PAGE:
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Calcitonin acts primarily on bone, but direct renal effects and actions on the gastrointestinal tract are also recognized. Calcitonin-salmon appears to have actions essentially identical to calcitonins of mammalian origin, but its potency per mg is greater and it has a longer duration of action. The actions of calcitonin on bone and its role in normal human bone physiology are still incompletely understood.
Single injections of calcitonin cause a marked transient inhibition of the ongoing bone resorptive process. With prolonged use, there is a persistent, smaller decrease in the rate of bone resorption. Histologically, this is associated with a decreased number of osteoclasts and an apparent decrease in their resorptive activity. Decreased osteocytic resorption may also be involved. There is some evidence that initially bone formation may be augmented by calcitonin through increased osteoblastic activity. However, calcitonin will probably not induce a long-term increase in bone formation.
Animal studies indicate that endogenous calcitonin, primarily through its action on bone, participates with parathyroid hormone in the homeostatic regulation of blood calcium. Thus, high blood calcium levels cause increased secretion of calcitonin which, in turn, inhibits bone resorption. This reduces the transfer of calcium from bone to blood and tends to return blood calcium to the normal level. The importance of this process in humans has not been determined. In normal adults, who have a relatively low rate of bone resorption, the administration of exogenous calcitonin results in only a slight decrease in serum calcium. In normal children and in patients with generalized Paget's disease, bone resorption is more rapid and decreases in serum calcium are more pronounced in response to calcitonin.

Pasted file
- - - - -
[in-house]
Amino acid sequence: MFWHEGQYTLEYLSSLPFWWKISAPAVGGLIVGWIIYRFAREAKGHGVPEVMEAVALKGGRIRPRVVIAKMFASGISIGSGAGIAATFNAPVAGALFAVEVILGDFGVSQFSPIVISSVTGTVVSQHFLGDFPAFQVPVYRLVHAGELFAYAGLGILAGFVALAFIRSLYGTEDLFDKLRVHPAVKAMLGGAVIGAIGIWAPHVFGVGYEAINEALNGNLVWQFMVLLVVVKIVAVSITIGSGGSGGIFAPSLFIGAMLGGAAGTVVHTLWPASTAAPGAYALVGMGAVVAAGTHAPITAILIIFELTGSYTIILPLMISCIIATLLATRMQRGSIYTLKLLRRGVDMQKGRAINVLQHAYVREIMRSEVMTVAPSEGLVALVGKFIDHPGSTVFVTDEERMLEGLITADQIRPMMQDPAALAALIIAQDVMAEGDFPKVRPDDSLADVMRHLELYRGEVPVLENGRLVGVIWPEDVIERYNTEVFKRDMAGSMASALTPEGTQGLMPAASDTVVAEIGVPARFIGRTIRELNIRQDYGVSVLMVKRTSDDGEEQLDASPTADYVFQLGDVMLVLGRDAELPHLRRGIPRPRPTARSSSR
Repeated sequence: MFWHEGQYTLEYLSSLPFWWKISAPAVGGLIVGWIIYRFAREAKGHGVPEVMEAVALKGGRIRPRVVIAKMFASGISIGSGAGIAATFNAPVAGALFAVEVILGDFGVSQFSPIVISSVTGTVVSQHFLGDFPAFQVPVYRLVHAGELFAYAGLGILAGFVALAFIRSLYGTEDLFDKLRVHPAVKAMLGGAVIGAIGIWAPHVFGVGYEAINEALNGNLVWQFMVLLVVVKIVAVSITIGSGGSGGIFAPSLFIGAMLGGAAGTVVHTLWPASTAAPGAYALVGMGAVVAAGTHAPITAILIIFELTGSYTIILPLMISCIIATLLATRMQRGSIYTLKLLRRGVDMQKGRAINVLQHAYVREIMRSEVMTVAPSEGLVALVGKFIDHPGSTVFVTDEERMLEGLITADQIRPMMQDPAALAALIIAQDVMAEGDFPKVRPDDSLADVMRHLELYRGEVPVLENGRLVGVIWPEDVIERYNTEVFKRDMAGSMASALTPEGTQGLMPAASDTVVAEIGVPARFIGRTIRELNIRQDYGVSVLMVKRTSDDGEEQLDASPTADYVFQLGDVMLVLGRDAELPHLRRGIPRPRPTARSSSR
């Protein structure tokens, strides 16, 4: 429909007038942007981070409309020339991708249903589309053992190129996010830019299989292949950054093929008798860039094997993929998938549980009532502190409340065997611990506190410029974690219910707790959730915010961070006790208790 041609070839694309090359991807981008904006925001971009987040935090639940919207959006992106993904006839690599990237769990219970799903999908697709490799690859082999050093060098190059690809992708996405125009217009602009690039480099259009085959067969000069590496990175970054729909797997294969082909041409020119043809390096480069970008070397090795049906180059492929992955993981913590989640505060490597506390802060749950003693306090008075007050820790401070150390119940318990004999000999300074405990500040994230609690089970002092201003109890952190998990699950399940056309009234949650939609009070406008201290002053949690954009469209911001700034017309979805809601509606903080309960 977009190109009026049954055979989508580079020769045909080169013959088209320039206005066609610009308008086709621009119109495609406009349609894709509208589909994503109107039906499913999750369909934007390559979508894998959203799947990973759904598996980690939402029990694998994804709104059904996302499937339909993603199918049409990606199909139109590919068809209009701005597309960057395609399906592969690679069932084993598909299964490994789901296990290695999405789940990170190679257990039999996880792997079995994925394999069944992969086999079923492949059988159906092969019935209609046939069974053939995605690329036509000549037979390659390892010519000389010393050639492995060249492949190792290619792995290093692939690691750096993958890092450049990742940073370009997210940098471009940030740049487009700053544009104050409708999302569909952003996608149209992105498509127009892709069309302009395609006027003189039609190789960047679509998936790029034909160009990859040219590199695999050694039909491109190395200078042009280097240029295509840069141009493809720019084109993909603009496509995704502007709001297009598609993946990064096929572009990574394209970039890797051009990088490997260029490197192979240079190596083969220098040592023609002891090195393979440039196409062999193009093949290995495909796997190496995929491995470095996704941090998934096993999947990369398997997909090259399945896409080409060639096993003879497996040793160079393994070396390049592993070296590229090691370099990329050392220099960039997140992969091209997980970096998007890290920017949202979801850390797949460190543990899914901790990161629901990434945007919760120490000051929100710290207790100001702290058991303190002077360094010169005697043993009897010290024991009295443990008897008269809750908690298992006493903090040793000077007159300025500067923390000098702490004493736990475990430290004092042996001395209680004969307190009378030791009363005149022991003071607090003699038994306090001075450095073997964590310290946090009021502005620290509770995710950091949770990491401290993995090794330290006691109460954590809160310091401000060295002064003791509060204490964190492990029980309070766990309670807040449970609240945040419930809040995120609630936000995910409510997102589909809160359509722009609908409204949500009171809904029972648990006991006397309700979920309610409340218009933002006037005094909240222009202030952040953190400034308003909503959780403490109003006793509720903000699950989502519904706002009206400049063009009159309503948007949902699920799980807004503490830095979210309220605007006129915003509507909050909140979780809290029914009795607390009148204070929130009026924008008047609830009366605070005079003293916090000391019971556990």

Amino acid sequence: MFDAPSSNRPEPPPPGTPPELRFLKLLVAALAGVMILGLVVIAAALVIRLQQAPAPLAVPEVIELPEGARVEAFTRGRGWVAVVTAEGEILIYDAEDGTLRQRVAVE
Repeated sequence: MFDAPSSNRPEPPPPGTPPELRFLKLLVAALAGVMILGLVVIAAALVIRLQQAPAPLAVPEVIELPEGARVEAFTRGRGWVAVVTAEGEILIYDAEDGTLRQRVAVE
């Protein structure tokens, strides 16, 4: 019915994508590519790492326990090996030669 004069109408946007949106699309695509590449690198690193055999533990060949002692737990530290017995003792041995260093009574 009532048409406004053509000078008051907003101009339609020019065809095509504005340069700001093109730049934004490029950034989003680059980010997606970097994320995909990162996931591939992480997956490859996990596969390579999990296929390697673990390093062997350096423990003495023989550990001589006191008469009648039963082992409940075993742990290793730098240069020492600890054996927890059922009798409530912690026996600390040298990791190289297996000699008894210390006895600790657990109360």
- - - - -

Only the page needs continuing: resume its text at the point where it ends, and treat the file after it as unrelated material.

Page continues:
Paget's Disease of Bone (osteitis deformans)
Paget's disease is a disorder of uncertain etiology characterized by abnormal and accelerated bone formation and resorption in one or more bones. In most patients, only small areas of bone are involved and the disease is not symptomatic. In a small fraction of patients, however, the abnormal bone may lead to bone pain and bone deformity, cranial and spinal nerve entrapment, or spinal cord compression. The increased vascularity of the abnormal bone may lead to high output congestive heart failure.
Active Paget's disease involving a large mass of bone may increase the urinary hydroxyproline excretion (reflecting breakdown of collagen-containing bone matrix) and serum alkaline phosphatase (reflecting increased bone formation).
Calcitonin-salmon, presumably by an initial blocking effect on bone resorption, causes a decreased rate of bone turnover with a resultant fall in the serum alkaline phosphatase and urinary hydroxyproline excretion in approximately 2/3 of patients treated. These biochemical changes appear to correspond to changes toward more normal bone, as evidenced by a small number of documented examples of: 1) radiologic regression of Pagetic lesions, 2) improvement of impaired auditory nerve and other neurologic function, 3) decreases (measured) in abnormally elevated cardiac output. These improvements occur extremely rarely, if ever, spontaneously (elevated cardiac output may disappear over a period of years when the disease slowly enters a sclerotic phase; in the cases treated with calcitonin, however, the decreases were seen in less than one year.)
Some patients with Paget's disease, who have good biochemical and/or symptomatic responses initially, later relapse. Suggested explanations have included the formation of neutralizing antibodies and the development of secondary hyperparathyroidism, but neither suggestion appears to explain adequately the majority of relapses.